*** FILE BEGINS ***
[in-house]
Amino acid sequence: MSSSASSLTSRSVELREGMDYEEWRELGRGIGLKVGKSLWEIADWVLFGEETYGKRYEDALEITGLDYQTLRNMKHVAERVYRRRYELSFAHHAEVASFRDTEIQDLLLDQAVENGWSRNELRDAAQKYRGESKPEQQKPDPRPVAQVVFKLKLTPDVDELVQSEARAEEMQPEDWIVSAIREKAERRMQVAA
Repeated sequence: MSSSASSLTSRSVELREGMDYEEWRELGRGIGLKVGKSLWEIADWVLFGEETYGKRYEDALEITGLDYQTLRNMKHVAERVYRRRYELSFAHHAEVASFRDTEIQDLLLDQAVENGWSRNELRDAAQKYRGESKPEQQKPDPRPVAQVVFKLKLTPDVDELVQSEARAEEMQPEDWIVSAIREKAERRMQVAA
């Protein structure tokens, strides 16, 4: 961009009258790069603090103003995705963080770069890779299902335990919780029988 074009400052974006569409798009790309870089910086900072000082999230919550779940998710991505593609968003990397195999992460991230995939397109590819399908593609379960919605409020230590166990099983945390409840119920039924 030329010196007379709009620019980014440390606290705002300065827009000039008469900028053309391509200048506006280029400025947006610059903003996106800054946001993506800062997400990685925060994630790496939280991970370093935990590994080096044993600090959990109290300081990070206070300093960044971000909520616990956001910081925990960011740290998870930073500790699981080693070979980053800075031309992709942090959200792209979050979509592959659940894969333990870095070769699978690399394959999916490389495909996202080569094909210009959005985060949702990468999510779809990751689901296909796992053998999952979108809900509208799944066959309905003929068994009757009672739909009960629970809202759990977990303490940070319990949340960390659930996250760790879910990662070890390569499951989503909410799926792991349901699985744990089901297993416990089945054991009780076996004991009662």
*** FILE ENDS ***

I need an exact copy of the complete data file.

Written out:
[in-house]
Amino acid sequence: MSSSASSLTSRSVELREGMDYEEWRELGRGIGLKVGKSLWEIADWVLFGEETYGKRYEDALEITGLDYQTLRNMKHVAERVYRRRYELSFAHHAEVASFRDTEIQDLLLDQAVENGWSRNELRDAAQKYRGESKPEQQKPDPRPVAQVVFKLKLTPDVDELVQSEARAEEMQPEDWIVSAIREKAERRMQVAA
Repeated sequence: MSSSASSLTSRSVELREGMDYEEWRELGRGIGLKVGKSLWEIADWVLFGEETYGKRYEDALEITGLDYQTLRNMKHVAERVYRRRYELSFAHHAEVASFRDTEIQDLLLDQAVENGWSRNELRDAAQKYRGESKPEQQKPDPRPVAQVVFKLKLTPDVDELVQSEARAEEMQPEDWIVSAIREKAERRMQVAA
């Protein structure tokens, strides 16, 4: 961009009258790069603090103003995705963080770069890779299902335990919780029988 074009400052974006569409798009790309870089910086900072000082999230919550779940998710991505593609968003990397195999992460991230995939397109590819399908593609379960919605409020230590166990099983945390409840119920039924 030329010196007379709009620019980014440390606290705002300065827009000039008469900028053309391509200048506006280029400025947006610059903003996106800054946001993506800062997400990685925060994630790496939280991970370093935990590994080096044993600090959990109290300081990070206070300093960044971000909520616990956001910081925990960011740290998870930073500790699981080693070979980053800075031309992709942090959200792209979050979509592959659940894969333990870095070769699978690399394959999916490389495909996202080569094909210009959005985060949702990468999510779809990751689901296909796992053998999952979108809900509208799944066959309905003929068994009757009672739909009960629970809202759990977990303490940070319990949340960390659930996250760790879910990662070890390569499951989503909410799926792991349901699985744990089901297993416990089945054991009780076996004991009662």